Moderation and Niccolo Machiavelli's Continuation of The Virtues: The Virtues of Aristotle Represented

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Aristotle was a greek philosopher who lived approximately 2400 years ago. He is considered one of the great philosophers from his time, and he is still widely known and highly regarded today. During his lifetime, he came up with Virtue Theory. Virtue Theory is an ethical theory that focuses on a person’s character, not the set of rules a person is supposed to follow, to determine if they are a good person or not. This is largely based on Aristotle’s virtues, of which the four most important are prudence, justice, temperance, and fortitude. There is also 8 more virtues, but these are the main four. Aristotle believes that each of these virtues comes at the Golden Mean, which is halfway between excessive and deficient for each of them. He also believes that for someone to be a good person, they must follow all of the virtues. For example, temperance is the golden mean between the two vices, self-indulgence, and insensibility, or how fortitude is between recklessness and rashness. Like Aristotle, most people realize that it is not good to be too self indulgent nor too insensible. Most people realize that moderation is a good thing, but they never put it on a scale like Aristotle did. Aristotle also believes that every virtue is good in moderation, and this is one of the things which he is remembered most for because it still has relevance for today’s society. Machiavelli believes a lot of the same things that Aristotle taught, and he wrote them in his book, The Prince.

Machiavelli was a philosopher during the Italian Renaissance. One of his most famous works was The Prince. In it, he talk about how a prince should behave and treat their subjects. He agrees a lot with Aristotle when it comes to moderation in virtues. He says that princes are supposed to be generous, but not generous to the point where it earns you a reputation for being generous. He says it’s a bad thing to be too generous because he will use up all of your resources, but he also says that it is a bad thing to not be viewed as somewhat generous because you will be viewed as a miser. Machiavelli said, “I say that it would be good to be considered generous, nevertheless, generosity used in such a manner as to give you a reputation for it will harm you”(The Prince, pg338). This shows that for generosity, Machiavelli agrees with Aristotle in sharing the same principle for the virtue of generosity. They both agree that too much and too little generosity are both bad.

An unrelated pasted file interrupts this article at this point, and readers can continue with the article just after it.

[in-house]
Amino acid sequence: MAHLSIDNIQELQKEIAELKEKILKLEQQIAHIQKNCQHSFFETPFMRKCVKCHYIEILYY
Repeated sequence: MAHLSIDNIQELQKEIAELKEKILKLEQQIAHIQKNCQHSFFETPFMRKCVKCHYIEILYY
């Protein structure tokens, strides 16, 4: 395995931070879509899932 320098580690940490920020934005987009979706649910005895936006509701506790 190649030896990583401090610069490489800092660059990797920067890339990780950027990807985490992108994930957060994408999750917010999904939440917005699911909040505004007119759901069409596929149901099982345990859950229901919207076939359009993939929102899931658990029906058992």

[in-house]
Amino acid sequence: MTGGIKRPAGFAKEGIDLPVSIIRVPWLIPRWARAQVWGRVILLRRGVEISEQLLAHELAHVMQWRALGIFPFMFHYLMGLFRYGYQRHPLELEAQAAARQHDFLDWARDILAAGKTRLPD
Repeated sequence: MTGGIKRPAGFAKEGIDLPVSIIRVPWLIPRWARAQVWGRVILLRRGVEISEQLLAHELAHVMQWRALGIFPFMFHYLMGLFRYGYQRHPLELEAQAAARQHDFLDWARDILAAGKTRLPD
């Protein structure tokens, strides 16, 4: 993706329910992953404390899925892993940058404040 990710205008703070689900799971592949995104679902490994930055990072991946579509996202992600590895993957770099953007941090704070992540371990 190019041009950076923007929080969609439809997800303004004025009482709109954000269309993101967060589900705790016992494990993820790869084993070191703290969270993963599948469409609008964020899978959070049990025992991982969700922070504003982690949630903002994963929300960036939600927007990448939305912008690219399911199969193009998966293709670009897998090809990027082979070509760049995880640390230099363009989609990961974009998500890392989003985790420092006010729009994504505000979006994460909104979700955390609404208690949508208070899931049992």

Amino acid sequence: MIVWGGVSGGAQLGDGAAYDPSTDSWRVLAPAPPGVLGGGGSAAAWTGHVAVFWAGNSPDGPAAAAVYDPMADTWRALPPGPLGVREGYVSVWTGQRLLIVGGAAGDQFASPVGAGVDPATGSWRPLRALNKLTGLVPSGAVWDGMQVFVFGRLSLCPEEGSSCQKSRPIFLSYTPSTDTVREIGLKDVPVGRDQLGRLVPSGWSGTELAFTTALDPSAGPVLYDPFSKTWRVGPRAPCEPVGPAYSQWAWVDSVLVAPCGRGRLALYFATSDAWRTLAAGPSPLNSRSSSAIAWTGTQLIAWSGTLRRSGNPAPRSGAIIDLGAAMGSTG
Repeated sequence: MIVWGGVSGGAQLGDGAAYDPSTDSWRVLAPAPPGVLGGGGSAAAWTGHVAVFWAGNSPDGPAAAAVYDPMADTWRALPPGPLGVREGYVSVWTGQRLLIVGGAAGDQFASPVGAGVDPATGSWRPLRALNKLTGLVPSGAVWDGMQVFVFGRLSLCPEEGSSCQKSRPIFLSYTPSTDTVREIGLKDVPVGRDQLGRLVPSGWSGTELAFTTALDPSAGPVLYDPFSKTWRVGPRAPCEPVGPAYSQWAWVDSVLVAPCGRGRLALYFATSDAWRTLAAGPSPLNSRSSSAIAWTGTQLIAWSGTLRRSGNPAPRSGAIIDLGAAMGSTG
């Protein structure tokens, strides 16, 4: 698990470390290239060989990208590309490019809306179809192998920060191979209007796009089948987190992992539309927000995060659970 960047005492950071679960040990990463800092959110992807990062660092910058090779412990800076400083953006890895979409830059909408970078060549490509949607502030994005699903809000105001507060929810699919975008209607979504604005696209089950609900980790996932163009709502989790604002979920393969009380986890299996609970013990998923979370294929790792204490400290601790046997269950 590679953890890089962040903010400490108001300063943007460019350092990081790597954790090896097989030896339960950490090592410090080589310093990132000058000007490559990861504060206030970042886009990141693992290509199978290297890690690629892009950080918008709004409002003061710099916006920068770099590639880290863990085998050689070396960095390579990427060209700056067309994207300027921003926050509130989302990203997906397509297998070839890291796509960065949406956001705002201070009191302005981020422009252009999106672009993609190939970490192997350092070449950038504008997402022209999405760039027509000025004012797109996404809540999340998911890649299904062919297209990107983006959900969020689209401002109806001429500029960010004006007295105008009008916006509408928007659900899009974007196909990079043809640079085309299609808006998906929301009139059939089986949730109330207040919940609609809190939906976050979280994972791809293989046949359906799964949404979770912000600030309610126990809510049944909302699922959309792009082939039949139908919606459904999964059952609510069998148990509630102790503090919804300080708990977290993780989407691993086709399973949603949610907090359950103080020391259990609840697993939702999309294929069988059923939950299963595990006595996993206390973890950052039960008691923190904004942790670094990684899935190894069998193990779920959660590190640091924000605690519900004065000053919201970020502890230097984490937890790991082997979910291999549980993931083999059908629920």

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Machiavelli also says that princes must not be cruel, and they must be merciful, but not too merciful. But he also says that cruelty can be necessary in some cases. But too much mercy is never acceptable because it can create disorder among people. Machiavelli also takes a standpoint in the middle of whether it is good to be loved or to be feared. However, since it is difficult to have both at the same time, Machiavelli feels that is better to be feared than to be loved. He says, “I reply that one should like to be both one and the other(loving and feared), but since that is difficult to join them together, it is much safer to be feared than loved when one of the two must be lacking.(The prince, p339) ”.

As you can see from the evidence provided above, Machiavelli definitely followed a lot of the same principle of moderation in virtues as Aristotle did. Many of Machiavelli’s ideas are probably based off of Aristotle. They have exactly the same opinion on generosity, which is to be generous, but not too generous. Moderation in virtues is necessary for anyone to thrive in the world, and Aristotle and Machiavelli are absolutely right in the way they see it.

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Moderation and Niccolo Machiavelli’s Continuation of The Virtues: The Virtues of Aristotle Represented. (2022, September 15). Edubirdie. Retrieved June 22, 2024, from https://edubirdie.com/examples/moderation-and-niccolo-machiavellis-continuation-of-the-virtues-the-virtues-of-aristotle-represented/
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